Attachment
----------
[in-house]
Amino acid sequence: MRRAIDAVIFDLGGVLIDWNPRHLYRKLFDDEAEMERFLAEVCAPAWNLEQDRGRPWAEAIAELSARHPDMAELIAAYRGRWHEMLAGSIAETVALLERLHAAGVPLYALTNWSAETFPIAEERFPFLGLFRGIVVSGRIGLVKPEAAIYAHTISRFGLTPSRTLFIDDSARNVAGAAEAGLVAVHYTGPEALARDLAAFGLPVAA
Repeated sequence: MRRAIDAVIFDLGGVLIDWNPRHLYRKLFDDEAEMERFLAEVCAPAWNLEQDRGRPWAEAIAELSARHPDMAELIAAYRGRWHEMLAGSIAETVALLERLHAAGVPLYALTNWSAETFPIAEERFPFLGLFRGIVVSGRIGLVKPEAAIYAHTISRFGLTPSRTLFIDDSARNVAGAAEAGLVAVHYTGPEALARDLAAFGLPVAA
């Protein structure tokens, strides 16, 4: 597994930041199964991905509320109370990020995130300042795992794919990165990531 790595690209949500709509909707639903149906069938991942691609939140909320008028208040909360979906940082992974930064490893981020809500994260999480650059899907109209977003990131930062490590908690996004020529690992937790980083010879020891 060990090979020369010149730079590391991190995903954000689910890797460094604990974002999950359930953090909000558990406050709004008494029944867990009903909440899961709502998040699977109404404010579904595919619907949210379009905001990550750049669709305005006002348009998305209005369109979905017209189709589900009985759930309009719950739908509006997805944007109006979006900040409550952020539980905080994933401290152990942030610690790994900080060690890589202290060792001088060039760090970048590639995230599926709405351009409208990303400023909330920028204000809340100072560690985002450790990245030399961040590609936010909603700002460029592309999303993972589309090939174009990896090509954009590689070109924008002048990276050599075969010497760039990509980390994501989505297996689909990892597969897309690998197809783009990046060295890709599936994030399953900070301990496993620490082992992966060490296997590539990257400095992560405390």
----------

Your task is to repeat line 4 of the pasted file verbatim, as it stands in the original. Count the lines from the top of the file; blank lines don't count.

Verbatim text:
């Protein structure tokens, strides 16, 4: 597994930041199964991905509320109370990020995130300042795992794919990165990531 790595690209949500709509909707639903149906069938991942691609939140909320008028208040909360979906940082992974930064490893981020809500994260999480650059899907109209977003990131930062490590908690996004020529690992937790980083010879020891 060990090979020369010149730079590391991190995903954000689910890797460094604990974002999950359930953090909000558990406050709004008494029944867990009903909440899961709502998040699977109404404010579904595919619907949210379009905001990550750049669709305005006002348009998305209005369109979905017209189709589900009985759930309009719950739908509006997805944007109006979006900040409550952020539980905080994933401290152990942030610690790994900080060690890589202290060792001088060039760090970048590639995230599926709405351009409208990303400023909330920028204000809340100072560690985002450790990245030399961040590609936010909603700002460029592309999303993972589309090939174009990896090509954009590689070109924008002048990276050599075969010497760039990509980390994501989505297996689909990892597969897309690998197809783009990046060295890709599936994030399953900070301990496993620490082992992966060490296997590539990257400095992560405390």